One of the positives of the IPL is that it helps players like T. Natarajan make the cut. While there are many others who have missed out on the IPL and are waiting on the sidelines despite a good Ranji record. The IPL itself might not have spotted T. Natarajan, if not for the Tamil Nadu Premier League (TNPL). So, the T20 leagues are finally doing what they are meant for – which is to bring talent to the fore and help them express themselves at the International level.

Questions and Answers

If you read through the levels and hoops that a cricket player has to go through then you understand that fundamentally the player has to have a long-term mindset. The intention must be to stay the course by getting through teams and tournaments and levels and not just staying on top of their game but to actually become the best of the games that are put forward by other players also. So, not just is one competing with themselves constantly but is in a very intense competition with other players getting into the fray almost everyday.

What does it mean to compete with oneself as a batsman in this journey of becoming an Indian cricketer? If you pick up the traditional cricket coaching manual, then the elbow of your top hand has to be always straight and the eyes have to be above the ball. The front leg must be as close to the pitch of the delivery and the gap between the bat and the pad must be less than the width of the cricket ball. And there are many more such minute things that make a significant impact on the batsman becoming a “Test” player. The last genuine test player we had was probably Rahul Dravid. Following in his footsteps, the only player in that mould seems to be Cheteshwar Pujara. Else, such players are largely lost today to the insane boundary hitting lust of the T20 leagues.
The T20 leagues ask the following set of questions to a batsman:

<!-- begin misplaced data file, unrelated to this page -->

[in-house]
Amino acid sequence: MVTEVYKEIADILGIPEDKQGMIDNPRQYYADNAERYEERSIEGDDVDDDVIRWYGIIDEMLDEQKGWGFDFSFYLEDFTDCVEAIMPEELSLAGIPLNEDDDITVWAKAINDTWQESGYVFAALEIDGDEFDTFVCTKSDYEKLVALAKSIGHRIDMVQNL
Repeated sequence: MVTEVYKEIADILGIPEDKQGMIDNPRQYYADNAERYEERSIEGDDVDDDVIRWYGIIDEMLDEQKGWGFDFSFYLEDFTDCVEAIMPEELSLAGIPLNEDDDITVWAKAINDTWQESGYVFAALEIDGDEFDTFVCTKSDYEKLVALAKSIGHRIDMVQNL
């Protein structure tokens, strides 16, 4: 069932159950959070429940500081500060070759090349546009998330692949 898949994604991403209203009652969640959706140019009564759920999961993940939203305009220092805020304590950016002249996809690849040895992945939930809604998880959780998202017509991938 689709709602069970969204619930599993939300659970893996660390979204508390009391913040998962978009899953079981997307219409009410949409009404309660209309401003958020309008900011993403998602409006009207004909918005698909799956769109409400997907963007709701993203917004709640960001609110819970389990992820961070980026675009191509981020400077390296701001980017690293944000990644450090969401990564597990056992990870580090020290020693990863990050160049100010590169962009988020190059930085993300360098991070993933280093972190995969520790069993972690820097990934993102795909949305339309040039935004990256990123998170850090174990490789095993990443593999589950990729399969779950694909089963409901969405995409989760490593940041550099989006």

1. Can you hold onto a career average of 30+ with a SR of 120+? When we add your Average and SR, it has to be 150+ with a minimum of 500 T20 runs under your belt.
  2. Can you make the runs when the equation is 30 balls – 60 runs? Do you have the ability to close a match when the last 6 balls require 20+ runs?
  3. How far can you hit a six? There is a contest for that – can you win that?

If you noticed right through their career’s journey, none of them was prepared to answer these questions. It’s their incredible ability to adapt and train to this that they are able to perform so brilliantly.
Test cricket on the other hand asks the following questions:

  1. Can you play out the new ball?
  2. Can you leave the balls that are in the corridor of uncertainty? Do you know where your off-stump is?
  3. Can you build a partnership and play out a session?
  4. Can you block or get out of the way of a barrage of bouncers from an express fast bowler at the top of his game and spell?
  5. Can you put a value on your wicket that makes bowlers of the opposition plan their bowling attack around you?
  6. Can you curb your natural instincts to hit a cover drive of an over-pitched delivery outside off-stump because you have gotten out the last two matches edging these deliveries to first slip?
  7. Can you field for two days under the hot sun in a leather hunt and then come back to play out the last few overs after being terribly exhausted from all the standing and running around?
  8. Can you stay calm out in the middle when the opposition is sledging you and your family left, right and center for over a session (2.5hrs to 3 hrs)?